Introduction Usually hydraulic turbines have to be designed individually according to the local operating conditions of power station such as discharge, head and given geometrical situations. This requires a tailor-made design mainly for the turbine runners. The shapes of the runners are rather complicated and therefore the understanding of the complex geometry and especially of the spatial structures of the flow are very difficult to analyze by two-dimensional display tools.
Many different views and cuts have to be prepared and analyzed, which is quite uneconomical and time consuming. In a virtual reality environment, however, the complex geometry and especially the flow behavior can be controlled much faster and in more detail. This is particularly the case for students, who are not completely familiar with turbine shapes. Consequently a design tool based on VR-techniques is developed at IHS and RUS. The system is used for educational purposes as well as for industrial applications.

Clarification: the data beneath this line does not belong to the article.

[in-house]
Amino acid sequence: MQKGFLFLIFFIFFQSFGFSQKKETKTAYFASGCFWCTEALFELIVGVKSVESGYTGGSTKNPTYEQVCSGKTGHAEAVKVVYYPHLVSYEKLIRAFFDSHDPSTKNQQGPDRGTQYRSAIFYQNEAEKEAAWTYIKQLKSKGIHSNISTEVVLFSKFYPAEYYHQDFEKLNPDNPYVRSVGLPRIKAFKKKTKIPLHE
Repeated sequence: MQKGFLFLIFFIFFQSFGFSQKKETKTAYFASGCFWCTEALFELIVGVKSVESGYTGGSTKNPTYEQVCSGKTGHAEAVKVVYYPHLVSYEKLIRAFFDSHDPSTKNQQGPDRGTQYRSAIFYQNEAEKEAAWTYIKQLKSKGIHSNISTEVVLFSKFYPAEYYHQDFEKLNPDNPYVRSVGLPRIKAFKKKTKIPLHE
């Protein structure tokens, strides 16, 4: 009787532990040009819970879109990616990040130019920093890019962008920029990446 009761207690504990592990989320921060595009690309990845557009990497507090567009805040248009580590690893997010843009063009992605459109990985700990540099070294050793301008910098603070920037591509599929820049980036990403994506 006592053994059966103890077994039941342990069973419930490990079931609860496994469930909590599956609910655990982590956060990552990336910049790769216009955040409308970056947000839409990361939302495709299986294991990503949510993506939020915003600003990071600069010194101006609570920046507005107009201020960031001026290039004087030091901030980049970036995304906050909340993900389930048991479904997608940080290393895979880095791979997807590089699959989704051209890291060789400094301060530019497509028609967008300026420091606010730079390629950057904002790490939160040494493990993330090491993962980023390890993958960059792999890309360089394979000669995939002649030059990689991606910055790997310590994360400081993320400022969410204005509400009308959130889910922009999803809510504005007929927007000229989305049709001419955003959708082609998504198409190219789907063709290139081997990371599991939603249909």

The primary design is obtained on the basis of Euler's equation for turbomachinery. The design parameters such as head, discharge, speed, number of blades can be changed by sliders. Other parameters, e. g. blade angle can be manipulated by interaction in VR using 3D interaction devices. Since Euler's equation is relatively simple the geometrical shape can be calculated online. Therefore many sets of parameters can be investigated and optimized in a short time.